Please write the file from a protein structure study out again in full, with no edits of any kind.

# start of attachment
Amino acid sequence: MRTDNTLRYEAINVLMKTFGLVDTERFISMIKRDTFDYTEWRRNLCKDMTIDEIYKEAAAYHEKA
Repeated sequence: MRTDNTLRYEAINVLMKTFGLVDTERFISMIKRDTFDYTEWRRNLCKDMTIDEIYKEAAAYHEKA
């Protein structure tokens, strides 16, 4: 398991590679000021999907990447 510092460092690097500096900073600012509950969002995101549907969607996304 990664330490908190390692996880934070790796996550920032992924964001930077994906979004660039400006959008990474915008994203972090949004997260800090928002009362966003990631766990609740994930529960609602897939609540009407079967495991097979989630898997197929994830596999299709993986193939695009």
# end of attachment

Amino acid sequence: MRTDNTLRYEAINVLMKTFGLVDTERFISMIKRDTFDYTEWRRNLCKDMTIDEIYKEAAAYHEKA
Repeated sequence: MRTDNTLRYEAINVLMKTFGLVDTERFISMIKRDTFDYTEWRRNLCKDMTIDEIYKEAAAYHEKA
């Protein structure tokens, strides 16, 4: 398991590679000021999907990447 510092460092690097500096900073600012509950969002995101549907969607996304 990664330490908190390692996880934070790796996550920032992924964001930077994906979004660039400006959008990474915008994203972090949004997260800090928002009362966003990631766990609740994930529960609602897939609540009407079967495991097979989630898997197929994830596999299709993986193939695009």